World Music Cultures (ART226) Course Detail

Course Name Course Code Season Lecture Hours Application Hours Lab Hours Credit ECTS
World Music Cultures ART226 Fall and Spring 3 0 0 3 4
Pre-requisite Course(s)
None
Course Language English
Course Type Elective Courses
Course Level Bachelor’s Degree (First Cycle)
Mode of Delivery Face To Face
Learning and Teaching Strategies Lecture, Discussion.
Course Coordinator
Course Lecturer(s)
Course Assistants
Course Objectives To introduce the diversity of music cultures in the world on the principles of ethnomusicology. To explain local music in connection with the technological levels, economic conditions, cultural values and traditions of societies and the interaction in the formation process of local music.
Course Learning Outcomes The students who succeeded in this course;
  • Awareness of the interaction between music and local culture, to analyze the relationship of music with social, economic, technological and political facts, to learn the subjectivity of music types in different geographies, to know music types on geographical basis, to recognize musical instruments of different cultures, to be outside the framework of market music.
Course Content The characteristics of music in the major regions of the world and its handling in the context of geographical, cultural, religious, social, economic and political factors.

Weekly Subjects and Releated Preparation Studies

Week Subjects Preparation
1 Music and Human, Music and Technology, the Function of Music in Society, the Positioning of World Music Cultures in Response to Western Music's Claim of 'Universality'
2 General Terms of Ethnomusicology and Its Principles, Organology
3 Music Culture in China
4 Japanese and Korean Music Cultures
5 Thai and Indian Music Cultures
6 Music culture of Turkish peoples (Central Asia, Siberia, Caucasus, Balkan, Iran, Iraq and Anatolia)
7 Midterm
8 Arabian and Jewish Music Cultures
9 Music Cultures of the Slavic Peoples (Russia, Ukraine, Belarus, Serbia, Poland, Czechia)
10 Spanish, Latin American and Caribbean Music Cultures
11 Music Cultures of Oceania (Australian and New Zealand indigenous peoples)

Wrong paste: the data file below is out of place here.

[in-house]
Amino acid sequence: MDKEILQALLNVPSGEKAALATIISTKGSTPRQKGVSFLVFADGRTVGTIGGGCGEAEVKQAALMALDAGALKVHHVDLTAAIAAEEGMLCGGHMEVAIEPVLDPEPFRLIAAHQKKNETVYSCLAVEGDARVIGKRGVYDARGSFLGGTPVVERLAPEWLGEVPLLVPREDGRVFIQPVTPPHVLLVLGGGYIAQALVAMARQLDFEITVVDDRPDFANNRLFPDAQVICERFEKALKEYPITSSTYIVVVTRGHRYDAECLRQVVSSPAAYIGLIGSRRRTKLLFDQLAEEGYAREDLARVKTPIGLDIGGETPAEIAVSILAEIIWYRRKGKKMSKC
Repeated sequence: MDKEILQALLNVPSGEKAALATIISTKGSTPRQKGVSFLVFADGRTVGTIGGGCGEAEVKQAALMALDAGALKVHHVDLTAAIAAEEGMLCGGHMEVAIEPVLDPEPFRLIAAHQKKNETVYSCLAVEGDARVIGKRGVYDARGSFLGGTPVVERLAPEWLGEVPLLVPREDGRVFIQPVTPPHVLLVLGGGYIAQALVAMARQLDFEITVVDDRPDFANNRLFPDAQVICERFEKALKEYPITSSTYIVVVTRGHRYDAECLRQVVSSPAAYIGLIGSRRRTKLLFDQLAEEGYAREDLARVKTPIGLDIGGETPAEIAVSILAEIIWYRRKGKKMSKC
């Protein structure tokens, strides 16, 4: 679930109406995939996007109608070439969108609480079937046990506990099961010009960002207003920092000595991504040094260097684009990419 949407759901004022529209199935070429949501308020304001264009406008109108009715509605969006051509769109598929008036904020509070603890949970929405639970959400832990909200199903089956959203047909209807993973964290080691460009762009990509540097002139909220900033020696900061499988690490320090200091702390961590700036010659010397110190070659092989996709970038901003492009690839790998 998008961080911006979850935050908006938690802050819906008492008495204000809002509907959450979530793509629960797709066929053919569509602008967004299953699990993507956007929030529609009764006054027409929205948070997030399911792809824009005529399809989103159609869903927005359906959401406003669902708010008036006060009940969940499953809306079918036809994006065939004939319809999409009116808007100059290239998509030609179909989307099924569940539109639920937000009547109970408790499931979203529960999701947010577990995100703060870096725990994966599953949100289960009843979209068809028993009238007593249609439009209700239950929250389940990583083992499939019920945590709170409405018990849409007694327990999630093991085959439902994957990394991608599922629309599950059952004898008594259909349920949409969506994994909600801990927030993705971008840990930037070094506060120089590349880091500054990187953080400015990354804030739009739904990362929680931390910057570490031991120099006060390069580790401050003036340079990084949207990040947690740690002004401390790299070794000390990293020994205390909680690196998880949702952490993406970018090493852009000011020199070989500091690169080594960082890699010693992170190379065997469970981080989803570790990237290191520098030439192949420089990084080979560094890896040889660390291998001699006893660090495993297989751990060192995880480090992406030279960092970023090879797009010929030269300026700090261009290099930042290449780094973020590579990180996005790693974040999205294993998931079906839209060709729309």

12 Sub-Saharan African Music Cultures
13 Western European and Balkan (Germany, UK, Italy, France, Hungary, Greece) Music Cultures
14 North American (Native American, Afro-American and American Folk) Music Cultures
15 General Evaluation of All Topics
16 Final Assessment

Sources

Other Sources 1. Haviland, A. W. (ed.). (2008). Kültürel Antropoloji. İstanbul: Kaknüs Yayınları.
2. Hood, M (ed.). (1980). Musics of Many Cultures. Berkeley: University of California Press.
3. Kaplan, A. (2005). Kültürel Müzikoloji. İstanbul: Bağlam Yayıncılık.
4. McLean, M. (2006) Pioneers of Ethnomusicology. Florida: Llumina Press.
5. Myers, H. (ed.). (1993). Ethnomusicology, Historical and Regional Studies. London: MacMillan Press.
6. Myers, H. (ed.). (1992). Ethnomusicology. London: MacMillan Press.

Evaluation System

Requirements Number Percentage of Grade
Attendance/Participation 15 5
Laboratory - -
Application - -
Field Work - -
Special Course Internship - -
Quizzes/Studio Critics - -
Homework Assignments 2 15
Presentation - -
Project - -
Report - -
Seminar - -
Midterms Exams/Midterms Jury 1 30
Final Exam/Final Jury 1 50
Toplam 19 100
Percentage of Semester Work 50
Percentage of Final Work 50
Total 100

Course Category

Core Courses X
Major Area Courses
Supportive Courses
Media and Managment Skills Courses
Transferable Skill Courses

The Relation Between Course Learning Competencies and Program Qualifications

# Program Qualifications / Competencies Level of Contribution
1 2 3 4 5
1 An ability to apply knowledge of mathematics, science, and engineering to solve chemical engineering and applied chemistry problems.
2 An ability to analyze and model a domain specific problem, identify and define the appropriate requirements for its solution.
3 An ability to design, implement and evaluate a chemical engineering system or a system component to meet specified requirements.
4 An ability to use the modern techniques and engineering tools necessary for chemical engineering practices.
5 An ability to acquire, analyze and interpret data to understand chemical engineering and applied chemistry requirements.
6 The ability to demonstrate the necessary organizational and business skills to work effectively in inter/inner disciplinary teams or individually.
7 An ability to communicate effectively in Turkish and English.
8 Recognition of the need for, and the ability to access information, to follow recent developments in science and technology and to engage in life-long learning.
9 An understanding of professional, legal, ethical and social issues and responsibilities in chemical engineering and applied chemistry.
10 Skills in project and risk management, awareness about importance of entrepreneurship, innovation and long-term development, and recognition of international standards and methodologies.

ECTS/Workload Table

Activities Number Duration (Hours) Total Workload
Course Hours (Including Exam Week: 16 x Total Hours) 16 3 48
Laboratory
Application
Special Course Internship
Field Work
Study Hours Out of Class 4 4 16
Presentation/Seminar Prepration
Project
Report
Homework Assignments 2 8 16
Quizzes/Studio Critics
Prepration of Midterm Exams/Midterm Jury 1 10 10
Prepration of Final Exams/Final Jury 1 10 10
Total Workload 100